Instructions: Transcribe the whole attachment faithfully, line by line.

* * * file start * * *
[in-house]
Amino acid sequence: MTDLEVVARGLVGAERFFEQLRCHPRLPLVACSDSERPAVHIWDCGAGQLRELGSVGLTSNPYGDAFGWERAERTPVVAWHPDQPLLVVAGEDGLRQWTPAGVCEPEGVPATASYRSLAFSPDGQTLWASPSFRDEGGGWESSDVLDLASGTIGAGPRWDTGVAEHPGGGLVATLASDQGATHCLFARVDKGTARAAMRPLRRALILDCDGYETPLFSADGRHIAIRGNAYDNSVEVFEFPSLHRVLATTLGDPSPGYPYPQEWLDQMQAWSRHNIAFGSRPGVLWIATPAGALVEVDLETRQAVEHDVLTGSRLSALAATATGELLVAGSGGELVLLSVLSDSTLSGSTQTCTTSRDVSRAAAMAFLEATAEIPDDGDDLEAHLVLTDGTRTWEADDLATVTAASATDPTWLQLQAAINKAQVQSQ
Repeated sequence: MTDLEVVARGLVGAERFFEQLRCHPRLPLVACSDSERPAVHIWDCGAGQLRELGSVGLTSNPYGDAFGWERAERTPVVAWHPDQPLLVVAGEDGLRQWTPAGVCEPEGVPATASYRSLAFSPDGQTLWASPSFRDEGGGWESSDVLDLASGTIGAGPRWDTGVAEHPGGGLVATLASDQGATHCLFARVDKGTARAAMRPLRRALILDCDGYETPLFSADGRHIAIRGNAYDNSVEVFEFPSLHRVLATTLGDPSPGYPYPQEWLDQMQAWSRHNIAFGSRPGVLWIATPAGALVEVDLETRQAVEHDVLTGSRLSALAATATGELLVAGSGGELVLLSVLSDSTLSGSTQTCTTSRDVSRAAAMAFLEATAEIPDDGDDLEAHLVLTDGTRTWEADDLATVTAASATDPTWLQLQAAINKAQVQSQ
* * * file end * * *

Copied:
[in-house]
Amino acid sequence: MTDLEVVARGLVGAERFFEQLRCHPRLPLVACSDSERPAVHIWDCGAGQLRELGSVGLTSNPYGDAFGWERAERTPVVAWHPDQPLLVVAGEDGLRQWTPAGVCEPEGVPATASYRSLAFSPDGQTLWASPSFRDEGGGWESSDVLDLASGTIGAGPRWDTGVAEHPGGGLVATLASDQGATHCLFARVDKGTARAAMRPLRRALILDCDGYETPLFSADGRHIAIRGNAYDNSVEVFEFPSLHRVLATTLGDPSPGYPYPQEWLDQMQAWSRHNIAFGSRPGVLWIATPAGALVEVDLETRQAVEHDVLTGSRLSALAATATGELLVAGSGGELVLLSVLSDSTLSGSTQTCTTSRDVSRAAAMAFLEATAEIPDDGDDLEAHLVLTDGTRTWEADDLATVTAASATDPTWLQLQAAINKAQVQSQ
Repeated sequence: MTDLEVVARGLVGAERFFEQLRCHPRLPLVACSDSERPAVHIWDCGAGQLRELGSVGLTSNPYGDAFGWERAERTPVVAWHPDQPLLVVAGEDGLRQWTPAGVCEPEGVPATASYRSLAFSPDGQTLWASPSFRDEGGGWESSDVLDLASGTIGAGPRWDTGVAEHPGGGLVATLASDQGATHCLFARVDKGTARAAMRPLRRALILDCDGYETPLFSADGRHIAIRGNAYDNSVEVFEFPSLHRVLATTLGDPSPGYPYPQEWLDQMQAWSRHNIAFGSRPGVLWIATPAGALVEVDLETRQAVEHDVLTGSRLSALAATATGELLVAGSGGELVLLSVLSDSTLSGSTQTCTTSRDVSRAAAMAFLEATAEIPDDGDDLEAHLVLTDGTRTWEADDLATVTAASATDPTWLQLQAAINKAQVQSQ